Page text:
The future of the tax free savings account is on the line in this federal election.
The focus of the debate has been mostly on the decision by the governing Conservatives to increase the annual contribution limit to $10,000 from $5,500. Their two main opponents, the Liberals and the New Democrats, have vowed to roll back the increase.
But TFSA account holders have other worries. Some fear future governments will renege on their promise to never tax money inside the accounts — unlikely, because it would be political suicide.
Lifetime contribution limits are another issue — other jurisdictions with similar accounts already have them. Additionally, under the current system, withdrawals don't impact compensation levels for old age security or the guaranteed income supplement, and many wonder whether that will always be the case.
The Financial Post asked Canada's five leading parties, based on current polls, to explain their positions on eight different issues when it comes to the TFSA and its future.
“If the trade off is between sustainability of the TFSA and a lifetime limit on contributions, I would choose a lifetime limit on contributions as opposed to (a lifetime limit) on accumulation,” said Finn Poschmann, president and chief executive of Atlantic Provinces Economic Council, and one of the co-authors of a report in 2001 calling for the creation of a tax-free account for savings.
An accumulation limit would be of interest to some Canadians who have been extremely successful in their TFSAs taking high-risk gambles. The Financial Post has reported on accounts with as much as $1.25 million in assets in them.
Since the accounts opened in 2009, lifetime contribution room has increased every year and stands at $41,000 as of 2015. Although the Tories ended indexation of the plan to inflation, another 25 years at $10,000 would add an extra $250,000 in lifetime room.
Poschmann was in favour of the $5,000 increase to the annual limit, while others have suggested it only benefits the wealthy. One critic includes Rhys Kesselman, who co-authored that original report calling for the creation of the account.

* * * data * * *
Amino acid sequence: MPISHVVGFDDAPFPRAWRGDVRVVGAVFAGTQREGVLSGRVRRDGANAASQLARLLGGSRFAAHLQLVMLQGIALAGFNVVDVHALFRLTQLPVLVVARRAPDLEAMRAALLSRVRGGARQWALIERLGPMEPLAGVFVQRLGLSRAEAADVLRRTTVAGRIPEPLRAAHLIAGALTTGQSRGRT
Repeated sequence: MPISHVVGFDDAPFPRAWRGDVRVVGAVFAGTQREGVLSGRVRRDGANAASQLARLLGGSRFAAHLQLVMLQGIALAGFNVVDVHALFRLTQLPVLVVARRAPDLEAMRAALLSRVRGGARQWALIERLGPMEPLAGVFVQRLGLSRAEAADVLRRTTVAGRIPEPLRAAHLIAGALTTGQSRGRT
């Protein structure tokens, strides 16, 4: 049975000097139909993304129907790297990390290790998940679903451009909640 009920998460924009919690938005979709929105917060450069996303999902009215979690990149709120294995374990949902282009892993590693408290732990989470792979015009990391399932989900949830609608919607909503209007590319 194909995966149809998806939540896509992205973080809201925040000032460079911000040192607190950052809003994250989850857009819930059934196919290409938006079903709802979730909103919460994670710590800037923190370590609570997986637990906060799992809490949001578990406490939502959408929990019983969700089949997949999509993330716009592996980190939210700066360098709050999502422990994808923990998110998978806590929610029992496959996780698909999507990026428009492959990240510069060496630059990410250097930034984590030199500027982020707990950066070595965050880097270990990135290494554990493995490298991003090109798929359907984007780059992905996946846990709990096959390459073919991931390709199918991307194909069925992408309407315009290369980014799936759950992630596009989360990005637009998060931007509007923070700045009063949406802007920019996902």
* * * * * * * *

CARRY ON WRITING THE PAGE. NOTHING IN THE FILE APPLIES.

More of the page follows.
Kesselman has called the increase in the annual contribution limit “a ticking time bomb” that will starve the government of future revenue.
One thing that is clear is the TFSA is here to stay in some form. Poschmann said that, “legislatively,” any government could retroactively tax money in a TFSA but to “fundamentally renege on the program would of course be bad politically.” All of the parties that responded to the Post questionnaire were clear that they wouldn't touch current TFSA holdings.
Meanwhile, with opposition to the $10,000 limit clear, the question becomes whether one should rush to their bank and make sure they have topped up their accounts for 2015 before the Tory increase is repealed — in the event they lose the election that is.
Jamie Golombek, managing director of tax and estate planning for the Canadian Imperial Bank of Commerce, said there is no need to panic about contributions for 2015.
“There's no chance,” he said, about any party changing the rules in time for 2015. “It's almost impossible for a new government to come in there and pass legislation changing it for the 2015 calendar year. Administratively it would be a nightmare. We don't look at date of contributions, they are done based on a calendar year.”
Golombek doesn't think anything will happen to unused past limits either. He thinks any rule changes will just affect contributions going forward for TFSAs.
“It's still possible if there are changes, they won't even do it until 2017,” said Golombek, who thinks it is conceivable some government could put a lifetime contribution limit on the TFSA. “A future government may decide the program is too expensive. They could stop future contributions, limit them or put a lifetime maximum contribution limit.”
(Party issued a statement and would not respond to directly to questions. Answers are extrapolated from that statement and past party decisions.)
“Unfortunately we won't be able to respond to your request, due to the important amount of demands we received,” a spokesperson said in an email.